Slum people pay more for basic needs

Ahammad Foyez

People living in the sprawling slums in three cities, including Dhaka, are purchasing basic services like water, electricity and dwelling from informal sources at rates higher than the middle class and well-off sections spend on utilities provided by government agencies.
‘Most slum dwellers in urban areas are engaged in informal work and they also purchase some basic needs from informal sources,’ said a joint study of BRAC University’s institute of development studies and Actionaid Bangladesh.
Actionaid on Sunday made public the findings at a workshop on ‘Informal Works and Wellbeing in Urban Areas’ at a hotel in the capital.
Researchers said that absence of an urban poverty reduction strategy and limited government services force slum dwellers to live in substandard and unsanitary conditions. In most slums the people do not have easy access to 10 basic services, including drinking water, enclosed toilet facility, access to dwelling and schooling for children.
The Actionaid study explored the determinants of wellbeing for informal workers living in slums in Bangladesh and India.
In Bangladesh, the study was conducted in seven informal settlements in Dhaka, Chittagong and Bogra cities, which were selected as mega, established and emerging cities respectively.
Of them, two settlements each are located in Chittagong and Bogra cities and three others in Dhaka.
Centre for Policy Dialogue executive director Mustafizur Rahman told New Age that landlords, who set up and control such informal settlements by grabbing government lands, or in cases private owners of slums charge their tenants more for electricity, gas and water at rates higher than the government agencies do.
In two of the slums, people have to purchase a jar of water at a rate of Tk 1-5, the survey found.
They said that the survey collected data through focus group discussions. The survey included 709 male and 755 female respondents across the sites. It was not designed to be statistically representative at city or national level, they added.
‘Only one person among the dwellers of the seven settlements works as a 4th class employee in a government office. The income of the people living in these settlements varies from Tk 50 per day to Tk 10,000 per month,’ the survey found.
Addressing the workshop as chief guest, former caretaker government adviser Actionaid treasurer M Hafiz Uddin Khan said that there was no collective initiative to address the problem of urban poverty.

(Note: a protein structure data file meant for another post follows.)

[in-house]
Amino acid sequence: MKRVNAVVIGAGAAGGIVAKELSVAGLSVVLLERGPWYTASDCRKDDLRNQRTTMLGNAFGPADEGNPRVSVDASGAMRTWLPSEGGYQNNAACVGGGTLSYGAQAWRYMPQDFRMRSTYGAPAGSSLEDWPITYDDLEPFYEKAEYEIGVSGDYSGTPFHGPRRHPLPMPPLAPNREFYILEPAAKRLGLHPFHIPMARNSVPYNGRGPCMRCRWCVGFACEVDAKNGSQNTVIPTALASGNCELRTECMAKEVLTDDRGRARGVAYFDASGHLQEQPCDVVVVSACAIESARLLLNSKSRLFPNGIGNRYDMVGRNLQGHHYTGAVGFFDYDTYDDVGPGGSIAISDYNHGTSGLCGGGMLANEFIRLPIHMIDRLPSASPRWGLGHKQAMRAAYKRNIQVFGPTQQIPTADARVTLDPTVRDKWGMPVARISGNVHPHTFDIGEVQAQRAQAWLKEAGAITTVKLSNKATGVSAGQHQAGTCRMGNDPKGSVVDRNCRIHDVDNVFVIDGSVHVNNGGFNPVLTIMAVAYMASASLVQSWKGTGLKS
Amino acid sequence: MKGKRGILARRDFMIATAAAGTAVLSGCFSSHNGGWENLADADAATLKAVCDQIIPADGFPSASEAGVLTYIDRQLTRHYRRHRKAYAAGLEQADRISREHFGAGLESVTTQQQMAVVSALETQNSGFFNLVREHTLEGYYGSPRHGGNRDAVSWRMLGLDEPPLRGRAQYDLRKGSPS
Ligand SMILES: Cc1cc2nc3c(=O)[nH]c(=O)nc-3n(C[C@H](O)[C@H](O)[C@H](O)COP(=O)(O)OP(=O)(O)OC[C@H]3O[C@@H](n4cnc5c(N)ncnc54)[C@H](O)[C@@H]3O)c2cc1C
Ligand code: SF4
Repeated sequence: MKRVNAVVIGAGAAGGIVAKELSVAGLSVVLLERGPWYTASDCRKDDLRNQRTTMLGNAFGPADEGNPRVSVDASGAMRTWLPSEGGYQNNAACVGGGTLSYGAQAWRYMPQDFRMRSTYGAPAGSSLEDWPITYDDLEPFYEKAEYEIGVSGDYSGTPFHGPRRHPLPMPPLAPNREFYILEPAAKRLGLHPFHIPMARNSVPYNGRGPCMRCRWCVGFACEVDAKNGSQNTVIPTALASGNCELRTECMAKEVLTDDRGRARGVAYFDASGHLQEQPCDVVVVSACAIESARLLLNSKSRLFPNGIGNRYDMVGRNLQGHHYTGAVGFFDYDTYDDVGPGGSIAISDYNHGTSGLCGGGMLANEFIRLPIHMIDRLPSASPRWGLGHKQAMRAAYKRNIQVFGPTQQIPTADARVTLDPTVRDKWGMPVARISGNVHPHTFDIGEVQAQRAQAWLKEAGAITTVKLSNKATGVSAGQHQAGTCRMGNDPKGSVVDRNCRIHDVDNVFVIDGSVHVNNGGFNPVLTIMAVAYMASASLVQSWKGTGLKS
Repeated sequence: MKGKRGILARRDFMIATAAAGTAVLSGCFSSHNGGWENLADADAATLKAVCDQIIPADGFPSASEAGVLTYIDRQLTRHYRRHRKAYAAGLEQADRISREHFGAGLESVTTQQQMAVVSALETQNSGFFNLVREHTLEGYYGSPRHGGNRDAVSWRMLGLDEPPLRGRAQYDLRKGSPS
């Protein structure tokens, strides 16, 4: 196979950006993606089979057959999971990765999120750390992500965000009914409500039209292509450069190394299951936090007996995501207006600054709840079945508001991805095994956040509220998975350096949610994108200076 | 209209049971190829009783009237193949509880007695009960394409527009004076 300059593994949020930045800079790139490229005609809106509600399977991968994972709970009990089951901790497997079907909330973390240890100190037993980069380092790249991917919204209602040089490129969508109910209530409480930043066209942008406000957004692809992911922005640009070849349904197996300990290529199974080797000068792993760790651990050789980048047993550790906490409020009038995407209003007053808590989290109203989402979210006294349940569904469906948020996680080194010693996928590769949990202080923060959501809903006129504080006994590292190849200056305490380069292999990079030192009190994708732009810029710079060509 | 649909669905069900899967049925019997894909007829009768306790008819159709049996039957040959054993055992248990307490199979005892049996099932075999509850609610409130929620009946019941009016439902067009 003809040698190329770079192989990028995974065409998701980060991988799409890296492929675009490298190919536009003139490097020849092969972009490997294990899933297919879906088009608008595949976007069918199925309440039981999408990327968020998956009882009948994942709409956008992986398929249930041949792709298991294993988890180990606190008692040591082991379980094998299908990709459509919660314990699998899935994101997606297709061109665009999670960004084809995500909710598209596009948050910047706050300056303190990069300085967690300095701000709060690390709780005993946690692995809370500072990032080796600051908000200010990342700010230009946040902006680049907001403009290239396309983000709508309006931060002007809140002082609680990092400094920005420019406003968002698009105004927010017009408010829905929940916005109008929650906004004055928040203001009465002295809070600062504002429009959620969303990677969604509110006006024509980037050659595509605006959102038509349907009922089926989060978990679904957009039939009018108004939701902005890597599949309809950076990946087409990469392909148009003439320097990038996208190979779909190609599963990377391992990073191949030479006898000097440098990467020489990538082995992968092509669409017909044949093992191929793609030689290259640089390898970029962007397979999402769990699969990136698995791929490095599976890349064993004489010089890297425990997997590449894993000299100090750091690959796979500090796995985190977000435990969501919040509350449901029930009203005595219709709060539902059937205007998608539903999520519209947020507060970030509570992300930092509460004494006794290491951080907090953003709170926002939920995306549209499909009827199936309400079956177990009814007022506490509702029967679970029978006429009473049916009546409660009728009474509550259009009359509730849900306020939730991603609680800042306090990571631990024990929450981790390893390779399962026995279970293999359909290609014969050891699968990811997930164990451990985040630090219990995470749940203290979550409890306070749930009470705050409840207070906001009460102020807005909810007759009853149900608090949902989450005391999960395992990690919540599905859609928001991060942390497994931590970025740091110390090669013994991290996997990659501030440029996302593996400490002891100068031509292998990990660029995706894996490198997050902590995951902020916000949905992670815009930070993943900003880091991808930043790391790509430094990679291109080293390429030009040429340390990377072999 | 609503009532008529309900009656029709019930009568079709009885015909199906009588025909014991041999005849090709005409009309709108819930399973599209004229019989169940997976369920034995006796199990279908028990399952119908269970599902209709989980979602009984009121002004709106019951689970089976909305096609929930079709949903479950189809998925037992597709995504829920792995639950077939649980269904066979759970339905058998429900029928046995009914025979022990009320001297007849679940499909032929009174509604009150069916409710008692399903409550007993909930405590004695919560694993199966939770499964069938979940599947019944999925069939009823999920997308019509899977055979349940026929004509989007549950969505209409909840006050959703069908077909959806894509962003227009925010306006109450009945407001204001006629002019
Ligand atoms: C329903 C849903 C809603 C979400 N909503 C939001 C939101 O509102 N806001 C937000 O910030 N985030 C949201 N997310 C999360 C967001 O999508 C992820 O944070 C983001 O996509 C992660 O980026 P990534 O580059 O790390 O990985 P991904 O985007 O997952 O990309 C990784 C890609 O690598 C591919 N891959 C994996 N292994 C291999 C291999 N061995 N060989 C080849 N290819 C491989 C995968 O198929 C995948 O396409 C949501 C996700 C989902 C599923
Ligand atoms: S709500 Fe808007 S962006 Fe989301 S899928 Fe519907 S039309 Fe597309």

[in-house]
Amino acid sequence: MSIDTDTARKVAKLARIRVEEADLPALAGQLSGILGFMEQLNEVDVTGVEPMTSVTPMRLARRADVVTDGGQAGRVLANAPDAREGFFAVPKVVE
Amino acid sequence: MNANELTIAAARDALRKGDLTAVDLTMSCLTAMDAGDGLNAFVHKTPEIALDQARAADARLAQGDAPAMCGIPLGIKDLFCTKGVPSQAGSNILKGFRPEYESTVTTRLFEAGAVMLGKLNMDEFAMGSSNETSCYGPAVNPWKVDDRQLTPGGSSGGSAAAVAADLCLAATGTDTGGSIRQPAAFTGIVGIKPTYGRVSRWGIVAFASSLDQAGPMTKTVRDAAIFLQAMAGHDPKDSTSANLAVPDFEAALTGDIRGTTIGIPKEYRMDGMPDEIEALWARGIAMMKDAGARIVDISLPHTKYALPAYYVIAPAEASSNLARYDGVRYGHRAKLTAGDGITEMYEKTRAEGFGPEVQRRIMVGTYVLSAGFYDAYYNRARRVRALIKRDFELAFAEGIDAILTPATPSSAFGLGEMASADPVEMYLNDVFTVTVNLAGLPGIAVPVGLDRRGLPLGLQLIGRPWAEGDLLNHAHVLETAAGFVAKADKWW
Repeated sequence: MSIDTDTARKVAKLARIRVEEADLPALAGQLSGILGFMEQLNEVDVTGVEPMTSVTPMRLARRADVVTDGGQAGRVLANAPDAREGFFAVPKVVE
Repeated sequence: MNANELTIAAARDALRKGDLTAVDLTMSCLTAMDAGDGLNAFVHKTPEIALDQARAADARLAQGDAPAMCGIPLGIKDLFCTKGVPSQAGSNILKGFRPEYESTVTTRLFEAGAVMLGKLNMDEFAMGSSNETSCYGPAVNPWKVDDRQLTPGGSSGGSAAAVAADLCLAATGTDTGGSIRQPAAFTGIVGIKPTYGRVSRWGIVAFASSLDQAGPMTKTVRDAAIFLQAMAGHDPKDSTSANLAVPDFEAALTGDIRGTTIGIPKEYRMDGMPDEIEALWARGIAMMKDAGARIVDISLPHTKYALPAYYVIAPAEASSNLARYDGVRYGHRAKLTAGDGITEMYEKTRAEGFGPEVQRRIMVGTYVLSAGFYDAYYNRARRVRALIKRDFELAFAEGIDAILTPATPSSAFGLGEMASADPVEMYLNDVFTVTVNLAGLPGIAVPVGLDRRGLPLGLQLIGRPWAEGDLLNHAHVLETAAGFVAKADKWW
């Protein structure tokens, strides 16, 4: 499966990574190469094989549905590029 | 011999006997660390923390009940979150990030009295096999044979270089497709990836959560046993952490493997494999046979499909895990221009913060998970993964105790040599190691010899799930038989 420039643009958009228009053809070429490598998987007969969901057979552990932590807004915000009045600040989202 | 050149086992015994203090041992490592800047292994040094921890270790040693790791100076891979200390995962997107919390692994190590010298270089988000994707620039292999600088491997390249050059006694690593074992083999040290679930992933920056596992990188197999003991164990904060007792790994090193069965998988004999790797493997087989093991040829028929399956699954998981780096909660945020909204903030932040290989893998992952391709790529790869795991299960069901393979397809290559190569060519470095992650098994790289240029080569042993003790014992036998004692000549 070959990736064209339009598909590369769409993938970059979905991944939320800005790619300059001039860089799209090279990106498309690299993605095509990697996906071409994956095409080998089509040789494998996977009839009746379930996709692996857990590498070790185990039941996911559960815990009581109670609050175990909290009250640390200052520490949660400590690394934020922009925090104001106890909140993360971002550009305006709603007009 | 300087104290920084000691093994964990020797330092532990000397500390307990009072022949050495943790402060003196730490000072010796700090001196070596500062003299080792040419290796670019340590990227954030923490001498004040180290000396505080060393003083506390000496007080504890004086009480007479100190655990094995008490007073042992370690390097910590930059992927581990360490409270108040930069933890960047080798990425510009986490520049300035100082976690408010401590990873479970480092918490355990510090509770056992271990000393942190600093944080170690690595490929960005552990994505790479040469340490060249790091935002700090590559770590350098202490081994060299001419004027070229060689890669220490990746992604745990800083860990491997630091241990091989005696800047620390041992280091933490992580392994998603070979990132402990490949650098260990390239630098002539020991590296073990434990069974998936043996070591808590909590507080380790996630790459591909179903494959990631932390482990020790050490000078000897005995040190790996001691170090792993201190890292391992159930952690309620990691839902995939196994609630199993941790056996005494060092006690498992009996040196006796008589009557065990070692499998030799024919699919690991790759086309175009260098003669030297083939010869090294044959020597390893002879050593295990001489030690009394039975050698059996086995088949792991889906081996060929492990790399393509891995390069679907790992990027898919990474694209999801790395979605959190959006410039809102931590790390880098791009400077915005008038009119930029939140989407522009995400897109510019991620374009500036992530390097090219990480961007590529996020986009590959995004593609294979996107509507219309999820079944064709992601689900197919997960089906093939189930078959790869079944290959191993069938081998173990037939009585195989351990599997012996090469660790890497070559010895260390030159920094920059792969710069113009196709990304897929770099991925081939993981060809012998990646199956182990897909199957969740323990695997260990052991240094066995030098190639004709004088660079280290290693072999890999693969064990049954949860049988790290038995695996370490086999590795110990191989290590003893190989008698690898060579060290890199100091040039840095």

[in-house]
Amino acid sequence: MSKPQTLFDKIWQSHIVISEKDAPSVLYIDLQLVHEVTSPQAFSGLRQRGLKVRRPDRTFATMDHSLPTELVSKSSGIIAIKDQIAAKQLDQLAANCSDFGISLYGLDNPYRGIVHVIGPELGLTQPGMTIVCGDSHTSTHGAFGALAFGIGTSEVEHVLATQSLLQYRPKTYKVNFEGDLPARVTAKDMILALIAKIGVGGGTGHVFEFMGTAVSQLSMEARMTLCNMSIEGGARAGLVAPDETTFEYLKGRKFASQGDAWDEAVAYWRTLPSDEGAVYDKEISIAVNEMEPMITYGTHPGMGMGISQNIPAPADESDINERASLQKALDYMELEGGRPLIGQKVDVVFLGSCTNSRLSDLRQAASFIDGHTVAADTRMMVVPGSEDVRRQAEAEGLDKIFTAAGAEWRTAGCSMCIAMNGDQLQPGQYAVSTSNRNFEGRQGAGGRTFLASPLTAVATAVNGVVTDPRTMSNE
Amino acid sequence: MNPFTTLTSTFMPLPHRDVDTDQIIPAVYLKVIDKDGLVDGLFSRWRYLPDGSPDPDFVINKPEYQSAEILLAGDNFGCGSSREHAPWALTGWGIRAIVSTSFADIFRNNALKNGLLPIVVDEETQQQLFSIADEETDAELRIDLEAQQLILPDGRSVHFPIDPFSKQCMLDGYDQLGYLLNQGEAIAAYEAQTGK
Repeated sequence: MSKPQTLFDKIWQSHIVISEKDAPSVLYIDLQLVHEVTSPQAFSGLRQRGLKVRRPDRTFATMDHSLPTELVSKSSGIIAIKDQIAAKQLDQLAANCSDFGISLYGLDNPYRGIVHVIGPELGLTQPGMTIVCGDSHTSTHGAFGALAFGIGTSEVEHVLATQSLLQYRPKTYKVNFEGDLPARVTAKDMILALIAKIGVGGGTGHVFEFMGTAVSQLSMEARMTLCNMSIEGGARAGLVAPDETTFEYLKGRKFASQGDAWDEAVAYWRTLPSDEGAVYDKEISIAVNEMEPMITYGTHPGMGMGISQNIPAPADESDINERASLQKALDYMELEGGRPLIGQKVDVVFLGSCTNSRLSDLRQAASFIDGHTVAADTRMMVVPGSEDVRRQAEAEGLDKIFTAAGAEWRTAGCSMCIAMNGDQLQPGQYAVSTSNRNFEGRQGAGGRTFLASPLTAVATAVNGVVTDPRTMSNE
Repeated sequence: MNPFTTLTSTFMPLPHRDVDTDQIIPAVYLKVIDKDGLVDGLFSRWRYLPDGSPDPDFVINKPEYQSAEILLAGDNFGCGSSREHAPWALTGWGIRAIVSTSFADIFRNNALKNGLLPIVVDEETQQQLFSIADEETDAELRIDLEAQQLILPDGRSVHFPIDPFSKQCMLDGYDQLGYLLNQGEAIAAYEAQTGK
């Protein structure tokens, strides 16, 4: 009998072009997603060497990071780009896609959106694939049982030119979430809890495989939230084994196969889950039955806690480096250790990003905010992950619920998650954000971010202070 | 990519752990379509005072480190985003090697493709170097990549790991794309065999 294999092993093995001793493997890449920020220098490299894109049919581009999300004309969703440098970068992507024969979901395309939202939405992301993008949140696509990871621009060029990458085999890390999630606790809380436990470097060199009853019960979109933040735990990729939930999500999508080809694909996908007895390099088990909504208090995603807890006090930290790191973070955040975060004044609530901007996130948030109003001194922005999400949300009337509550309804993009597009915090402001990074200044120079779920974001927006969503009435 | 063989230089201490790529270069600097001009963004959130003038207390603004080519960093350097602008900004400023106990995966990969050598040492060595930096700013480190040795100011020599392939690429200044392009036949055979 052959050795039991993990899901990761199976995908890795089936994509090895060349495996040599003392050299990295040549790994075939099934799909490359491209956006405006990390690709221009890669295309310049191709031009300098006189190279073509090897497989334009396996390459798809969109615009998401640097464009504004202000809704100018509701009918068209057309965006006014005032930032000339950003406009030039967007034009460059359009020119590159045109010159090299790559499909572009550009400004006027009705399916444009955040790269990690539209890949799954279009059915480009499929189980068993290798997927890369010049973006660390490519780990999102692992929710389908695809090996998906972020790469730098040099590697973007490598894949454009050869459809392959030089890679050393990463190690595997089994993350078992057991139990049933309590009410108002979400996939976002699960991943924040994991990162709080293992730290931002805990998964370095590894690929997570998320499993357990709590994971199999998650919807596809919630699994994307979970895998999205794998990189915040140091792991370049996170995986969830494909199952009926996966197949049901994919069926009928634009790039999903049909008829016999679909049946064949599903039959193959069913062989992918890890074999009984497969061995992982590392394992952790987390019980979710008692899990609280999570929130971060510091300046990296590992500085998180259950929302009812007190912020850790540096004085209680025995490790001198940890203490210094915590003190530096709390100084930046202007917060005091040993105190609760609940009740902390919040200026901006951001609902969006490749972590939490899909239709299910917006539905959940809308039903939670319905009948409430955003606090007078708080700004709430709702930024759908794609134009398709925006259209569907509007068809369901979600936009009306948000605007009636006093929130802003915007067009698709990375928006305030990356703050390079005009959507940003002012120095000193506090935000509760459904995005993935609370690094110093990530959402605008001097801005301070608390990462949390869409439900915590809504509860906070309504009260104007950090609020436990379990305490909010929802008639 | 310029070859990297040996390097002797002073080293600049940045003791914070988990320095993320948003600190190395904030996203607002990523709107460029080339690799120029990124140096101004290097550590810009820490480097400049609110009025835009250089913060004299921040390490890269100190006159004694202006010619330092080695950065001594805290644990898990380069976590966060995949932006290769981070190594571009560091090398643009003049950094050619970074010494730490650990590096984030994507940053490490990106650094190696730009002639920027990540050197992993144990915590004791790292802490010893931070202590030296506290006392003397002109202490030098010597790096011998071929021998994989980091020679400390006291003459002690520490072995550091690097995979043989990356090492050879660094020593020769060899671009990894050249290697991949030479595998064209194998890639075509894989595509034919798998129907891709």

The government, instead of addressing the issue, was compounding the problems by eviction of slum dwellers in the name of development work without taking steps for their rehabilitation.
‘The problems will remain until the government adopts an effective strategy for urban poverty reduction,’ he added.
Mustafizur Rahman suggested that the government should find ways to give utility connections to slums directly both for the benefit of the government and slum dwellers as well as to check power and water pilferage.
The study provides four policy recommendations for addressing the problems, including greater attention to people’s wellbeing priorities to guide supporting interventions.
It also recommended basic services to the people living in informal settlements so that they could enhance their capability and enter into formal sectors and escape from the trap of poverty.
The recommendations also included formulation of an inclusive urban policy that would ensure inclusive, safe, resilient and sustainable urban settlements for all people living in urban areas and respecting the citizen rights of the people living in informal settlements upholding their human dignity.
According to a study of Mahbub ul Haq Human Development Centre, a policy research institute in Islamabad, Pakistan, published in November 2014, Bangladesh has the highest number of slum dwellers – 60 per cent of the urban population in the South Asian region.
It said the country has the highest number of urban people living below the poverty line – 21 per cent, as opposed to 14 per cent in India, 13 per cent in Pakistan, 5 per cent in Sri Lanka and 15 per cent in Nepal.
Among others, Centre for Urban Studies honorary treasurer Salma A Shafi, Actionaid director Tariqul Islam, Dhaka University teacher Ferdous Jahan, IDS fellow Dolf te Lintelo and Actionaid country director Farah Kabir were present at the programme.

Leave a Reply

Your email address will not be published. Required fields are marked *